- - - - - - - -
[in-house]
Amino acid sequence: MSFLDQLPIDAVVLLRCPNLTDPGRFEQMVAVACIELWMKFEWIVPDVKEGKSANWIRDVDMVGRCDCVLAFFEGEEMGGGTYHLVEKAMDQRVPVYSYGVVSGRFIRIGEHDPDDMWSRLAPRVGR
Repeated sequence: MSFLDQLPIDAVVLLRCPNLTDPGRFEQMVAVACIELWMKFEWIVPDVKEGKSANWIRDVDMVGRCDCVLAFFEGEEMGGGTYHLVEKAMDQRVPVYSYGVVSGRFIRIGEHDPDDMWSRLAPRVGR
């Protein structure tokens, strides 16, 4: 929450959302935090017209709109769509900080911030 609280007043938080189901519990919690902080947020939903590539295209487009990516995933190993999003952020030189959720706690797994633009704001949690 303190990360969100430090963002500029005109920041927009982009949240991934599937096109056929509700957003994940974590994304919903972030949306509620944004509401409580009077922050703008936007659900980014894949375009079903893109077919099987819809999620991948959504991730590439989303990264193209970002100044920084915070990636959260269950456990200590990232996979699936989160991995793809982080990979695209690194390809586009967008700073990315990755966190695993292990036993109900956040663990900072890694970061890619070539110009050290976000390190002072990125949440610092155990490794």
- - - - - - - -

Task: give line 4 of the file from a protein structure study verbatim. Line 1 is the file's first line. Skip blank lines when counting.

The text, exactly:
């Protein structure tokens, strides 16, 4: 929450959302935090017209709109769509900080911030 609280007043938080189901519990919690902080947020939903590539295209487009990516995933190993999003952020030189959720706690797994633009704001949690 303190990360969100430090963002500029005109920041927009982009949240991934599937096109056929509700957003994940974590994304919903972030949306509620944004509401409580009077922050703008936007659900980014894949375009079903893109077919099987819809999620991948959504991730590439989303990264193209970002100044920084915070990636959260269950456990200590990232996979699936989160991995793809982080990979695209690194390809586009967008700073990315990755966190695993292990036993109900956040663990900072890694970061890619070539110009050290976000390190002072990125949440610092155990490794």